Key analysts at McKinsey often cite big data success in pharma manufacturing, in this case, a biopharma company. The company deployed live, genetically-engineered cells, tracking 200 variables to assess the purity of its manufacturing process for vaccines and blood components. However, two batches of the same substance manufactured using identical processes showed a yield variation of 50-100%. The project team divided its manufacturing processes into clusters and using big data analytics, identified 9 parameters that had a direct impact on vaccine yield. By modifying target processes, they increased vaccine production by 50% – saving between $5-10 million annually.

Enhanced QA

Intel must test every chip that rolls off its assembly lines, running each one through a battery of 19,000 tests. Recently, by implementing big data in manufacturing process, the QA team yielded actionable insights, enabling them to cut test time and reduce the number of tests required. Implementing big data analytics saved $3 million in manufacturing costs for a single line of Intel Core processors. By expanding big data use in its chip manufacturing, Intel expected to save an additional $30 million.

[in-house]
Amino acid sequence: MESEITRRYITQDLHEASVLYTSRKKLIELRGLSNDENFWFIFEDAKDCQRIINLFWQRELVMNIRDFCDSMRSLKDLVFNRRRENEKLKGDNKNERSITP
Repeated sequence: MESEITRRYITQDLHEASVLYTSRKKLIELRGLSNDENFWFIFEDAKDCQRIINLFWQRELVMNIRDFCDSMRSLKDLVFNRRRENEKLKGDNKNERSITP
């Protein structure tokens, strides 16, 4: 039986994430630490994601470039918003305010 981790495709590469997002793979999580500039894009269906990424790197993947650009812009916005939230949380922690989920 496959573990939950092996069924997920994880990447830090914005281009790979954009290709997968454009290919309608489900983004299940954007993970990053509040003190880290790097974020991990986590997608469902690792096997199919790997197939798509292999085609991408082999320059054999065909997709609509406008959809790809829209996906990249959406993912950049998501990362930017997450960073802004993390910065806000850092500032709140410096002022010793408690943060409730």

Boarding the big data train

Big data isn’t all technology – it’s also strategy and if you’ve got both, then you’re off to a fine start. To give big data a ‘big welcome’ in your organization, here are some true n’ tried steps to help you towards your goal: